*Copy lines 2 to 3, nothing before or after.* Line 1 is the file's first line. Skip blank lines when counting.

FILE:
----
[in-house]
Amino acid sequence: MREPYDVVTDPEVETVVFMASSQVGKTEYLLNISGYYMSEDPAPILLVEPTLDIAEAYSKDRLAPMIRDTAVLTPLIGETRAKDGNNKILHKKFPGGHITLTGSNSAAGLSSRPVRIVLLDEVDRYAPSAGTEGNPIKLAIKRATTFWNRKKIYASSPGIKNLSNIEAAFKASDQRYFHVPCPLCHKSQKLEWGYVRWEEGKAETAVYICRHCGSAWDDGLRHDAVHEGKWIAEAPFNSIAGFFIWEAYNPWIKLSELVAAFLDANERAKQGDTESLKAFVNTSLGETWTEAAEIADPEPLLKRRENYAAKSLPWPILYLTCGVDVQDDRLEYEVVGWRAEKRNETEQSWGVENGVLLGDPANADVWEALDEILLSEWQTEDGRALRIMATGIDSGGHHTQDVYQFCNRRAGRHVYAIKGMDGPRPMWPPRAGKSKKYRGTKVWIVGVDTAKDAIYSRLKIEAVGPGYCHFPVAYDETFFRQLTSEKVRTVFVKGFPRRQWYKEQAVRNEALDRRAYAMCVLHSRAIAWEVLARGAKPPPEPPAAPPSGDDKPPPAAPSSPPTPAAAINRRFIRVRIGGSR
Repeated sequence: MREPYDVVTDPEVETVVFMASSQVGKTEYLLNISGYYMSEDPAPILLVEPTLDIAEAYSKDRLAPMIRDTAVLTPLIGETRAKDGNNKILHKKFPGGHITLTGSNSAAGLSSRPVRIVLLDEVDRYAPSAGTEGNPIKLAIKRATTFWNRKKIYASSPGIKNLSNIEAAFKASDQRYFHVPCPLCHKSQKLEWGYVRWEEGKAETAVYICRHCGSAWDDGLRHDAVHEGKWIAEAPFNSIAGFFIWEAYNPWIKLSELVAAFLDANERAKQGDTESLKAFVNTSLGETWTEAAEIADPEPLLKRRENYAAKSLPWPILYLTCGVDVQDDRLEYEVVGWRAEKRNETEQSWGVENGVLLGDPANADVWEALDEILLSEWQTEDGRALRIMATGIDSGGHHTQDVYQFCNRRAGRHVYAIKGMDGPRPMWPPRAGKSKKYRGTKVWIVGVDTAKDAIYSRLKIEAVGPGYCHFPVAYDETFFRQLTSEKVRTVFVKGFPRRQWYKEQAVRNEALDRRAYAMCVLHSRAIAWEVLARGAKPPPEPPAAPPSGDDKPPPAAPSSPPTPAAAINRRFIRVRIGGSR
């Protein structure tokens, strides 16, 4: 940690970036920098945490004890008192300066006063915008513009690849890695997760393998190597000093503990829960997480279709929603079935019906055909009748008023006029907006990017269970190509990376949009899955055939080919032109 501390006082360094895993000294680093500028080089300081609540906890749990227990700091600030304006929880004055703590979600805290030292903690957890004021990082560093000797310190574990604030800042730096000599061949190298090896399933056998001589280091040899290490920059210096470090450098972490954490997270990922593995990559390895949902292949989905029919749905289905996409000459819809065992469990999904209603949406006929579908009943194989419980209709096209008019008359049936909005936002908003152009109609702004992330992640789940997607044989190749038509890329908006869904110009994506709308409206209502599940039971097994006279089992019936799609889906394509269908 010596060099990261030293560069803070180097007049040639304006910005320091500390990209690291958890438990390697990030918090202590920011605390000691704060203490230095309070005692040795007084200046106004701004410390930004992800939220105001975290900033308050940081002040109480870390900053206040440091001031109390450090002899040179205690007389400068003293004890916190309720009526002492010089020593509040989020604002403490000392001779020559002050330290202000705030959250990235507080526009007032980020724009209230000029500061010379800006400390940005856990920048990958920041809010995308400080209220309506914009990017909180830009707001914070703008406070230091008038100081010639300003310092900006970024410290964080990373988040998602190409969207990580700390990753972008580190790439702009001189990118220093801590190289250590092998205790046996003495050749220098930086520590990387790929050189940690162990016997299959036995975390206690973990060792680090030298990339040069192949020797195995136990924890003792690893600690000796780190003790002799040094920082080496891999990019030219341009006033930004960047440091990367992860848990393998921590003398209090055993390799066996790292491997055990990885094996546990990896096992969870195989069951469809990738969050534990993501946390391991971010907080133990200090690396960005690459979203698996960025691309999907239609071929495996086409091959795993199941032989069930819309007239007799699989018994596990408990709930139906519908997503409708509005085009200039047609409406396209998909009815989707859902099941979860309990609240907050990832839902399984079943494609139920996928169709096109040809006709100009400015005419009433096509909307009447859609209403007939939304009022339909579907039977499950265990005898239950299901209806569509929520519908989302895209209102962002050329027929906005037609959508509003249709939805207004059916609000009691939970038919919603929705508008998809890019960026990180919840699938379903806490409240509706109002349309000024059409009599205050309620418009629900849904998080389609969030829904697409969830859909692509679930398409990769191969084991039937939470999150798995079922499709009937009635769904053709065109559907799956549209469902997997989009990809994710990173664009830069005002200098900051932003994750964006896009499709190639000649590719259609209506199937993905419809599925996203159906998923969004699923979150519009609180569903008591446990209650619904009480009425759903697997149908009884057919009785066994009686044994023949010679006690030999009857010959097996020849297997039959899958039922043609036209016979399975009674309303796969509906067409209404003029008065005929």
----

Amino acid sequence: MREPYDVVTDPEVETVVFMASSQVGKTEYLLNISGYYMSEDPAPILLVEPTLDIAEAYSKDRLAPMIRDTAVLTPLIGETRAKDGNNKILHKKFPGGHITLTGSNSAAGLSSRPVRIVLLDEVDRYAPSAGTEGNPIKLAIKRATTFWNRKKIYASSPGIKNLSNIEAAFKASDQRYFHVPCPLCHKSQKLEWGYVRWEEGKAETAVYICRHCGSAWDDGLRHDAVHEGKWIAEAPFNSIAGFFIWEAYNPWIKLSELVAAFLDANERAKQGDTESLKAFVNTSLGETWTEAAEIADPEPLLKRRENYAAKSLPWPILYLTCGVDVQDDRLEYEVVGWRAEKRNETEQSWGVENGVLLGDPANADVWEALDEILLSEWQTEDGRALRIMATGIDSGGHHTQDVYQFCNRRAGRHVYAIKGMDGPRPMWPPRAGKSKKYRGTKVWIVGVDTAKDAIYSRLKIEAVGPGYCHFPVAYDETFFRQLTSEKVRTVFVKGFPRRQWYKEQAVRNEALDRRAYAMCVLHSRAIAWEVLARGAKPPPEPPAAPPSGDDKPPPAAPSSPPTPAAAINRRFIRVRIGGSR
Repeated sequence: MREPYDVVTDPEVETVVFMASSQVGKTEYLLNISGYYMSEDPAPILLVEPTLDIAEAYSKDRLAPMIRDTAVLTPLIGETRAKDGNNKILHKKFPGGHITLTGSNSAAGLSSRPVRIVLLDEVDRYAPSAGTEGNPIKLAIKRATTFWNRKKIYASSPGIKNLSNIEAAFKASDQRYFHVPCPLCHKSQKLEWGYVRWEEGKAETAVYICRHCGSAWDDGLRHDAVHEGKWIAEAPFNSIAGFFIWEAYNPWIKLSELVAAFLDANERAKQGDTESLKAFVNTSLGETWTEAAEIADPEPLLKRRENYAAKSLPWPILYLTCGVDVQDDRLEYEVVGWRAEKRNETEQSWGVENGVLLGDPANADVWEALDEILLSEWQTEDGRALRIMATGIDSGGHHTQDVYQFCNRRAGRHVYAIKGMDGPRPMWPPRAGKSKKYRGTKVWIVGVDTAKDAIYSRLKIEAVGPGYCHFPVAYDETFFRQLTSEKVRTVFVKGFPRRQWYKEQAVRNEALDRRAYAMCVLHSRAIAWEVLARGAKPPPEPPAAPPSGDDKPPPAAPSSPPTPAAAINRRFIRVRIGGSR